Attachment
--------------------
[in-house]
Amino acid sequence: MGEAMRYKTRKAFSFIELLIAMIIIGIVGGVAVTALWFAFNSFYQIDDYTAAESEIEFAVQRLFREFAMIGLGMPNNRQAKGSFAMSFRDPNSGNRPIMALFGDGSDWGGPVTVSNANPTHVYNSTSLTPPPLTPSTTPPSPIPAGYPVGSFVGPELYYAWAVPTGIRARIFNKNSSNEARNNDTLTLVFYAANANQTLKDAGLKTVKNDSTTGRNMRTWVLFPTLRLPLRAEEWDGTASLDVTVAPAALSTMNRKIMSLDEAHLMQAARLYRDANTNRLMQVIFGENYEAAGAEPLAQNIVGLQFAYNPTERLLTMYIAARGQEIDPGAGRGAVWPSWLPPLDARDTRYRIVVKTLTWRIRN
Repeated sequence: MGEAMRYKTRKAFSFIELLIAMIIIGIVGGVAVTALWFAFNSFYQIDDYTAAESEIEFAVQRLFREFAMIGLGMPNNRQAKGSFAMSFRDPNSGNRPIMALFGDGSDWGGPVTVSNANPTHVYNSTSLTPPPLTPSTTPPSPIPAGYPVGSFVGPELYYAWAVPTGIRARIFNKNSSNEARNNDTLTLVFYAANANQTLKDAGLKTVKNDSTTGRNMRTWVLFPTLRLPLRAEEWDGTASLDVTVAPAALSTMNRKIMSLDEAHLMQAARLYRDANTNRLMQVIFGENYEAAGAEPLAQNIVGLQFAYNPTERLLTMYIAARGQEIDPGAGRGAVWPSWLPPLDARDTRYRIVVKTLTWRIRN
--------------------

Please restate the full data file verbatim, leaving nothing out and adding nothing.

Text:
[in-house]
Amino acid sequence: MGEAMRYKTRKAFSFIELLIAMIIIGIVGGVAVTALWFAFNSFYQIDDYTAAESEIEFAVQRLFREFAMIGLGMPNNRQAKGSFAMSFRDPNSGNRPIMALFGDGSDWGGPVTVSNANPTHVYNSTSLTPPPLTPSTTPPSPIPAGYPVGSFVGPELYYAWAVPTGIRARIFNKNSSNEARNNDTLTLVFYAANANQTLKDAGLKTVKNDSTTGRNMRTWVLFPTLRLPLRAEEWDGTASLDVTVAPAALSTMNRKIMSLDEAHLMQAARLYRDANTNRLMQVIFGENYEAAGAEPLAQNIVGLQFAYNPTERLLTMYIAARGQEIDPGAGRGAVWPSWLPPLDARDTRYRIVVKTLTWRIRN
Repeated sequence: MGEAMRYKTRKAFSFIELLIAMIIIGIVGGVAVTALWFAFNSFYQIDDYTAAESEIEFAVQRLFREFAMIGLGMPNNRQAKGSFAMSFRDPNSGNRPIMALFGDGSDWGGPVTVSNANPTHVYNSTSLTPPPLTPSTTPPSPIPAGYPVGSFVGPELYYAWAVPTGIRARIFNKNSSNEARNNDTLTLVFYAANANQTLKDAGLKTVKNDSTTGRNMRTWVLFPTLRLPLRAEEWDGTASLDVTVAPAALSTMNRKIMSLDEAHLMQAARLYRDANTNRLMQVIFGENYEAAGAEPLAQNIVGLQFAYNPTERLLTMYIAARGQEIDPGAGRGAVWPSWLPPLDARDTRYRIVVKTLTWRIRN